In this task from Pathways Listening and Speaking Level 1, Unit 6, students role-play selling a house. The task requires them to demonstrate academic competence by summarizing key features and using persuasive language, but it’s also enjoyable and relatable.
4. Individualized Learning Paths
Teaching methods should be tailored to address individual students’ needs and their unique learning styles and challenges. The integration of multilevel instruction and formative assessment are crucial to helping students become independent learners.
Multilevel instruction accommodates diverse proficiency levels within the ELL class. This tailored approach ensures that learners progress at their own pace, establishing a solid foundation before advancing to more complex language skills. In this example from Pathways Listening and Speaking Level 1, Unit 3, the Teacher’s Book material provides instructors with support to help students who may be struggling to complete a listening task.
Complementing multilevel instruction, formative assessment serves as a compass, providing real-time feedback on student performance. Insights into students’ abilities will allow you to address gaps in understanding and encourage students to challenge themselves. This knowledge not only allows for targeted support but also facilitates effective guidance for individualized growth.
For example, in Pathways Listening and Speaking Level 2, Unit 6, the Teacher’s Book material provides a quick method for assessing students’ understanding of how to apply previous knowledge. Instructors can use the information gleaned from this assessment to better understand their students’ needs going forward.
See the In Focus post Implementing Formative Assessment in Five Simple Steps for more on formative assessment.
5. Choice and Independence
Finally, provide students with choices and independent learning opportunities. When learners have the freedom to explore topics aligned with their interests, they become more invested in their learning. Similarly, asking students to work independently nurtures self-motivation and critical thinking, ultimately enhancing overall academic proficiency.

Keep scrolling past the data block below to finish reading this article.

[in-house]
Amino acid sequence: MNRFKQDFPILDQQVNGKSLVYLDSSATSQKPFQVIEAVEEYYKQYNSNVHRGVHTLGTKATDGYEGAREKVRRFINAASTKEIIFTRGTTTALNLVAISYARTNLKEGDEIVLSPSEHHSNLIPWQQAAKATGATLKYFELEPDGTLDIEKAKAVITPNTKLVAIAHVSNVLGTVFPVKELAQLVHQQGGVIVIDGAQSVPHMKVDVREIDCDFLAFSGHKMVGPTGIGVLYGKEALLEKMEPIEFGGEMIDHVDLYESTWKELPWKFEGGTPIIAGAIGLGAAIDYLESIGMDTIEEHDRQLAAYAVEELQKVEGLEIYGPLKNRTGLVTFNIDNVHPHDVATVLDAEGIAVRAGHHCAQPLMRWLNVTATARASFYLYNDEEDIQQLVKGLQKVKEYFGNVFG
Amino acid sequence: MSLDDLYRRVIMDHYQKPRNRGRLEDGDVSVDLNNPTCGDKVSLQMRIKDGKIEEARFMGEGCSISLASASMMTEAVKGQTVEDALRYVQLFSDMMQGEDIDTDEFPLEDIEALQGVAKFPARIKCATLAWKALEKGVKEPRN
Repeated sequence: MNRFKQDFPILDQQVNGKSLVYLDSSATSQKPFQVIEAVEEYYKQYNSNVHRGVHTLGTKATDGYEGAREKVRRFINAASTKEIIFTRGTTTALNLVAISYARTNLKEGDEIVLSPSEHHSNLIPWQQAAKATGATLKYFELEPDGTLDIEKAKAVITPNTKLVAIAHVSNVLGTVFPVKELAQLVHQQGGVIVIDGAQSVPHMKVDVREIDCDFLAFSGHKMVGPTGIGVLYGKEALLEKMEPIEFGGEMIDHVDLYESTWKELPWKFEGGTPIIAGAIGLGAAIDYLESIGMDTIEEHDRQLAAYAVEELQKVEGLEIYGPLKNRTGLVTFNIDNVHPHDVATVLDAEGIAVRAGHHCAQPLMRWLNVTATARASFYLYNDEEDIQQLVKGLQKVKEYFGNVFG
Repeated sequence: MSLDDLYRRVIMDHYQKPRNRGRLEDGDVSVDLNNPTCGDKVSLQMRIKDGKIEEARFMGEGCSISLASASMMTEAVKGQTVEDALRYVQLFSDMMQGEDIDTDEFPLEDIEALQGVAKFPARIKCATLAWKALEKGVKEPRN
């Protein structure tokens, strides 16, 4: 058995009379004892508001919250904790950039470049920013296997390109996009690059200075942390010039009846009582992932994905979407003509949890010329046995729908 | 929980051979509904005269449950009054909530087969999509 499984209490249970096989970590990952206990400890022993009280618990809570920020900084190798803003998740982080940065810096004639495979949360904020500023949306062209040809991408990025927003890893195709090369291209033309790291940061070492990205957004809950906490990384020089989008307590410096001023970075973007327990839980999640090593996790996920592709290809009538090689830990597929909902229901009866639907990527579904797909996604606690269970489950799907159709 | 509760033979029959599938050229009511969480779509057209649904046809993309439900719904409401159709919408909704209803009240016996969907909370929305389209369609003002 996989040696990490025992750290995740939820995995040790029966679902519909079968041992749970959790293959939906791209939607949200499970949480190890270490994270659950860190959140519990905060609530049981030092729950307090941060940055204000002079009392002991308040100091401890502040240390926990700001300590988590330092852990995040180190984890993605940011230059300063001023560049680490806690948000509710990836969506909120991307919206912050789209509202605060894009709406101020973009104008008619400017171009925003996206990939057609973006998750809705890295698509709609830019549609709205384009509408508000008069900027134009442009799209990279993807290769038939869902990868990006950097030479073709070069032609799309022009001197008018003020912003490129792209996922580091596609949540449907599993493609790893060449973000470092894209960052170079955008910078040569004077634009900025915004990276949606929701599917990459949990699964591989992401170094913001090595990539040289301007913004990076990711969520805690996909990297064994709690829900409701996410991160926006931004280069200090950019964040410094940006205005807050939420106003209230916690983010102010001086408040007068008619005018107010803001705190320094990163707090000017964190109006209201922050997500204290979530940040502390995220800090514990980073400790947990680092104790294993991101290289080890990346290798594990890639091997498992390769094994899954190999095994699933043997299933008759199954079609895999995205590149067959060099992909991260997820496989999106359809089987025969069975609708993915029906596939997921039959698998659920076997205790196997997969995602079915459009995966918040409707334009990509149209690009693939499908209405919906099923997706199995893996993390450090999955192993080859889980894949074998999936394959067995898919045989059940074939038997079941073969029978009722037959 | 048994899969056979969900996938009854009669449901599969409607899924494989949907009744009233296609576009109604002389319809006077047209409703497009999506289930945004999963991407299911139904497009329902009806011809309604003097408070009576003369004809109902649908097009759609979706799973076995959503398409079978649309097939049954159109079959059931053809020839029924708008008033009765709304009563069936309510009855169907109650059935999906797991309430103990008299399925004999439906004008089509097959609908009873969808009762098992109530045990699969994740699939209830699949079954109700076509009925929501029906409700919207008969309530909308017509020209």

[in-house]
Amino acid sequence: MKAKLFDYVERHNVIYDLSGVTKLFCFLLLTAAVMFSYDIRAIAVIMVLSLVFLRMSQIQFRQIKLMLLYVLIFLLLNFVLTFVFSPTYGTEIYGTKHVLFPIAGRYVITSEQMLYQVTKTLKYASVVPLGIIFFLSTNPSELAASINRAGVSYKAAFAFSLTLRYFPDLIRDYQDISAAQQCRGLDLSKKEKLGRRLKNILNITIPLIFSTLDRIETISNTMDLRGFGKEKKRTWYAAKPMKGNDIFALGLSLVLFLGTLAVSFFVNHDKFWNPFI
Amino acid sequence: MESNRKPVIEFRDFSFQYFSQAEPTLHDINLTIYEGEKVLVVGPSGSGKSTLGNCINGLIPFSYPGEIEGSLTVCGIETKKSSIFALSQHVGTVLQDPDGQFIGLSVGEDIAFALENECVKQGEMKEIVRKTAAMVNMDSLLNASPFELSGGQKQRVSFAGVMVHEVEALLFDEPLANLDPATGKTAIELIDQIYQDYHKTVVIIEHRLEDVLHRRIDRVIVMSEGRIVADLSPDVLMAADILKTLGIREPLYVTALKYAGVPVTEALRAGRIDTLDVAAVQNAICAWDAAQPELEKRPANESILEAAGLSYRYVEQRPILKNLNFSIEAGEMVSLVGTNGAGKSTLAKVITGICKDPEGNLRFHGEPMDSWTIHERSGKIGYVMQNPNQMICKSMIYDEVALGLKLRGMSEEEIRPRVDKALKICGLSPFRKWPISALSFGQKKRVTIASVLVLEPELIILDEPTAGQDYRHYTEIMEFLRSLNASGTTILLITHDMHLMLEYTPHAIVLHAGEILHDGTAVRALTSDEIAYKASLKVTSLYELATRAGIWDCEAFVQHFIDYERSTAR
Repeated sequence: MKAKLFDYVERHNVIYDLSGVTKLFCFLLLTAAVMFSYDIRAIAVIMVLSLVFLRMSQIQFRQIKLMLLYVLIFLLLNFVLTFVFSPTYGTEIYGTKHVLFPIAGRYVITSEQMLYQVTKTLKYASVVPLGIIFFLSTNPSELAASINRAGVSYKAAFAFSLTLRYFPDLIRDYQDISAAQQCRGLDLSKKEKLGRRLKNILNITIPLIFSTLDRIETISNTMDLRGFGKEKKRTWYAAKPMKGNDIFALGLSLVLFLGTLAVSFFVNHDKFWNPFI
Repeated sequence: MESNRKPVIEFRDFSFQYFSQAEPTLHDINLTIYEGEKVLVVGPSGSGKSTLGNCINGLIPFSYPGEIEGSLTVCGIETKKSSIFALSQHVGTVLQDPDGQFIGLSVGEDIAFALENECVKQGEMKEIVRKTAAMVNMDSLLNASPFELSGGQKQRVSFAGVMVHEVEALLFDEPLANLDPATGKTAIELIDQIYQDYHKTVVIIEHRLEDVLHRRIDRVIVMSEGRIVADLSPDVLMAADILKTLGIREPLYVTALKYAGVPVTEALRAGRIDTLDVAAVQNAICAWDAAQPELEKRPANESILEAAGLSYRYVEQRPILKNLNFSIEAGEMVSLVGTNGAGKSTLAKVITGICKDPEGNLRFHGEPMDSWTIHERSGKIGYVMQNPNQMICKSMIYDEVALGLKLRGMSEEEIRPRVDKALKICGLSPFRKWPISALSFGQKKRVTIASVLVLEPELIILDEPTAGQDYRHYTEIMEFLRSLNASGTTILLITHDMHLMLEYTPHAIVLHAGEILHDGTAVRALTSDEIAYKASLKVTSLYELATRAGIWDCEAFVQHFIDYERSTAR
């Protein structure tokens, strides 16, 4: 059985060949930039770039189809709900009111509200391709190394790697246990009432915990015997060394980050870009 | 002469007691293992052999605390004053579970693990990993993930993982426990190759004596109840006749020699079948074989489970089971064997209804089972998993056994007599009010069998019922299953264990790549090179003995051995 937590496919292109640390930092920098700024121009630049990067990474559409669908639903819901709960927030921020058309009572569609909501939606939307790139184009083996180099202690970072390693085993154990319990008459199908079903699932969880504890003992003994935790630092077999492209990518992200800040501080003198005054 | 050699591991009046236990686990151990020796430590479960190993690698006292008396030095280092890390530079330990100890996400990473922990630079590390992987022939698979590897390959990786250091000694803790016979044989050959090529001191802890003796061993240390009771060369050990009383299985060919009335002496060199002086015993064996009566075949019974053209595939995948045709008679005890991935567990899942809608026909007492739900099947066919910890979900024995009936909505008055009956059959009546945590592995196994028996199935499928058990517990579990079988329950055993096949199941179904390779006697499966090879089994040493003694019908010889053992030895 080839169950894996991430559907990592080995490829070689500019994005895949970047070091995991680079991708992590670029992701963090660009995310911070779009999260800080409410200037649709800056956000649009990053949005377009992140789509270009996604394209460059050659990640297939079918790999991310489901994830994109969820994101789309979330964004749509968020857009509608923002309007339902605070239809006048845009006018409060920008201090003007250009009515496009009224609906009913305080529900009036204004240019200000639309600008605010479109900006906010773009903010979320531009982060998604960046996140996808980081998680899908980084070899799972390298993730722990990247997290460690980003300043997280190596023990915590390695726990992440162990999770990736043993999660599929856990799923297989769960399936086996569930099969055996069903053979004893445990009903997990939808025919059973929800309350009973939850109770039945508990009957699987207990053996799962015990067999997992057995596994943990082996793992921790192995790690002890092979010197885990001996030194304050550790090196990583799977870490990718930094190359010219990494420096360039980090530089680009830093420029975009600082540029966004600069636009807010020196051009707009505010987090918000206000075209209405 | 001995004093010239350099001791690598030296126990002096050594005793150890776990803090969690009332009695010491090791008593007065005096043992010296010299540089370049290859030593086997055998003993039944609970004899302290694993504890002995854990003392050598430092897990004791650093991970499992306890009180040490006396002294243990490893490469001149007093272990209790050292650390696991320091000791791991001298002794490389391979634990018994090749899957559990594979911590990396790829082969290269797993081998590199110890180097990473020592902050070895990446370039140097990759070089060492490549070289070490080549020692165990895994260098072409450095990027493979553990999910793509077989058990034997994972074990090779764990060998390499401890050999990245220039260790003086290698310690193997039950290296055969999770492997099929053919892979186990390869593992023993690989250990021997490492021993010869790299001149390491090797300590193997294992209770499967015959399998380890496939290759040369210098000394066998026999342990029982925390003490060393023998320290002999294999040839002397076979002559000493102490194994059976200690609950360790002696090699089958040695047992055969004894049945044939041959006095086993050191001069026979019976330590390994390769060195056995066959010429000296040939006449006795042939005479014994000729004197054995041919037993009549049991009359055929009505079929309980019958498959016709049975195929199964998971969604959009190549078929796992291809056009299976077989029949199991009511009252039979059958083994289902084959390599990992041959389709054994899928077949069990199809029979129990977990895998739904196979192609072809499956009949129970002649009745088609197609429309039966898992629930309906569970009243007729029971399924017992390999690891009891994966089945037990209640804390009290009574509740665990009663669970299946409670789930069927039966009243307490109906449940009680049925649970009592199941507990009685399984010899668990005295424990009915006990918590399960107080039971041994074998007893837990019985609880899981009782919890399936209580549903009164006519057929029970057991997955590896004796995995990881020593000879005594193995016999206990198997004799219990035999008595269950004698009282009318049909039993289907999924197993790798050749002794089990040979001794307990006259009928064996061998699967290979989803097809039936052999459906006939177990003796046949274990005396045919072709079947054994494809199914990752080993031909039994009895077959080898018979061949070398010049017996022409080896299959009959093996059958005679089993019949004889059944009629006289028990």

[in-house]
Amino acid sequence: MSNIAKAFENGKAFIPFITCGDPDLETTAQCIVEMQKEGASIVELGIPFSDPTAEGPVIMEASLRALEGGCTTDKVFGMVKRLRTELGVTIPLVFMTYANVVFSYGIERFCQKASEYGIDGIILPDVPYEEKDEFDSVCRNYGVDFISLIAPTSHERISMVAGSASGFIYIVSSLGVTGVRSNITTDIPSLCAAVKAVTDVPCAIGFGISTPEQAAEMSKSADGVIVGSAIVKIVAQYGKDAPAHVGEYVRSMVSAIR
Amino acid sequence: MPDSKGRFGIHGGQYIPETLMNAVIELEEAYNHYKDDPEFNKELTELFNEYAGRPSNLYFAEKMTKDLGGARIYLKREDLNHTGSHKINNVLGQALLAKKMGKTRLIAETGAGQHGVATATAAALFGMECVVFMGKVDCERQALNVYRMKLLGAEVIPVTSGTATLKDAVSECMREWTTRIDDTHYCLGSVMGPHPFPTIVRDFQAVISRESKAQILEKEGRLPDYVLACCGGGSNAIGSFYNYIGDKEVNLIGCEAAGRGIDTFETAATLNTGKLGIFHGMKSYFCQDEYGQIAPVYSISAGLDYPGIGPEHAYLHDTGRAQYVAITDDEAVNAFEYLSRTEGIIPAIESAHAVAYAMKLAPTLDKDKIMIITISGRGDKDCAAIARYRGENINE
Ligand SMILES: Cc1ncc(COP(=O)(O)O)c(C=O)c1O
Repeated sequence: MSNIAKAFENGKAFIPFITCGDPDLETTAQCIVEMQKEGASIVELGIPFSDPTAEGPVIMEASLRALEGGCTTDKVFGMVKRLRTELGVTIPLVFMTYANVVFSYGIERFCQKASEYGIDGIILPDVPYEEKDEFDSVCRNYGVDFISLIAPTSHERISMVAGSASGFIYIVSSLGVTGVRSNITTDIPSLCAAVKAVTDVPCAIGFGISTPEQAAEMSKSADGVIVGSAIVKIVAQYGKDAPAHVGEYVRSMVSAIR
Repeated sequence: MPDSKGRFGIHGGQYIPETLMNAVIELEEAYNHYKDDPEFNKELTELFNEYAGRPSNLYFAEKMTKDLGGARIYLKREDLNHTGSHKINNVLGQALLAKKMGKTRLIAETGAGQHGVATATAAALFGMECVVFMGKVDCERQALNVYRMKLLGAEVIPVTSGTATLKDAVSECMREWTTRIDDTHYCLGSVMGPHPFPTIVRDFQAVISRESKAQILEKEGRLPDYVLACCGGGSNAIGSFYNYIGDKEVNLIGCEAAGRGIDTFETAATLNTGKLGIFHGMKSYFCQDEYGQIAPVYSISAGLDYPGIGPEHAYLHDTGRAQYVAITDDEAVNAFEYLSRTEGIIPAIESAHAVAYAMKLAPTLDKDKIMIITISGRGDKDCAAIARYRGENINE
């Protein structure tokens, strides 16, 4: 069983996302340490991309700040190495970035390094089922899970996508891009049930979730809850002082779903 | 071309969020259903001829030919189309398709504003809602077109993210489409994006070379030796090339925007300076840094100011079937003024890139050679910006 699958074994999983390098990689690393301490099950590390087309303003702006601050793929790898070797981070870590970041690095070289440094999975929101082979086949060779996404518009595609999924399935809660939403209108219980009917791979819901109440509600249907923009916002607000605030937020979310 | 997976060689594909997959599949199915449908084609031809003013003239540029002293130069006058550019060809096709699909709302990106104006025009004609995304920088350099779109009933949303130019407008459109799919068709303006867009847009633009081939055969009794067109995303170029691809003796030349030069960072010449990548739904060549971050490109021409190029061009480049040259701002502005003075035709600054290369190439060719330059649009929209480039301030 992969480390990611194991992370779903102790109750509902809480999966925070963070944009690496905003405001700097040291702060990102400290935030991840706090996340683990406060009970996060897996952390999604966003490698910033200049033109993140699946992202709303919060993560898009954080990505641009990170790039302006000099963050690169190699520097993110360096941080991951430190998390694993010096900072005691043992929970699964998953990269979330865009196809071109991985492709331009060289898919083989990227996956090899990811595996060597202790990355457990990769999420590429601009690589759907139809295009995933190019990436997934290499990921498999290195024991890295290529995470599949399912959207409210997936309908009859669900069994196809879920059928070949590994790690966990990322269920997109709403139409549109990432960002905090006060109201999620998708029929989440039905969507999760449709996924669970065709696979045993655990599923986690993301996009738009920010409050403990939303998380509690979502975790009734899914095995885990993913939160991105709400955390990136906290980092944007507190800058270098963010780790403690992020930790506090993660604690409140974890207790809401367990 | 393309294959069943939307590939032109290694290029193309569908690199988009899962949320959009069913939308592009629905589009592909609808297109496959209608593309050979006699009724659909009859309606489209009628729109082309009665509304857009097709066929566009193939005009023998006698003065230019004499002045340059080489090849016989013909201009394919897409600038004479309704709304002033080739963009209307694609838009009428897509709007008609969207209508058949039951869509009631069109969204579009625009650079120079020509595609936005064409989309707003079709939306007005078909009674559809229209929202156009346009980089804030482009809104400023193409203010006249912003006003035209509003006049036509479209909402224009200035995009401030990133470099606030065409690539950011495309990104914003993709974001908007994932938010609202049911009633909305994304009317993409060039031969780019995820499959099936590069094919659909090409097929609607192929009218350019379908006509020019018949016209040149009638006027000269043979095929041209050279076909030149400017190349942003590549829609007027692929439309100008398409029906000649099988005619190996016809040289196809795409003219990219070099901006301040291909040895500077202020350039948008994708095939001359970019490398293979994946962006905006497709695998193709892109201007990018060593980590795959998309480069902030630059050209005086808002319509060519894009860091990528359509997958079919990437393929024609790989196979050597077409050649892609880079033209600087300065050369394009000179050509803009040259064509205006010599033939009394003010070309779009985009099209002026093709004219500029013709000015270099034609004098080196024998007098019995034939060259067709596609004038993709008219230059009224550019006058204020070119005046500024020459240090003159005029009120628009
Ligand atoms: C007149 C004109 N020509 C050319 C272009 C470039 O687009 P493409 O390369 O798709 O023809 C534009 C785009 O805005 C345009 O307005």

In these Final Tasks from Pathways Listening and Speaking Level 3, Unit 2, students are offered two options. Each option requires students to demonstrate mastery of the content learned, but each also has a unique content focus and structure to allow a more personalized expression of that mastery.
Students must ultimately be able to work autonomously to succeed, so independent study opportunities are vital. That might take the form of rich, additional practice activities, such as those offered on the Pathways Online Practice on the Spark platform.
Teachers play a pivotal role in shaping competent, confident, and communicative young adults. By applying these straightforward strategies, you can create a vibrant academic environment. In this setting, students aren’t just learning a language; they’re developing the comprehensive skills needed for academic success throughout their educational journey.
Now in its third edition, the Pathways series sets students up for success in and out of the classroom with highly visual, real-world content and rigorous language instruction.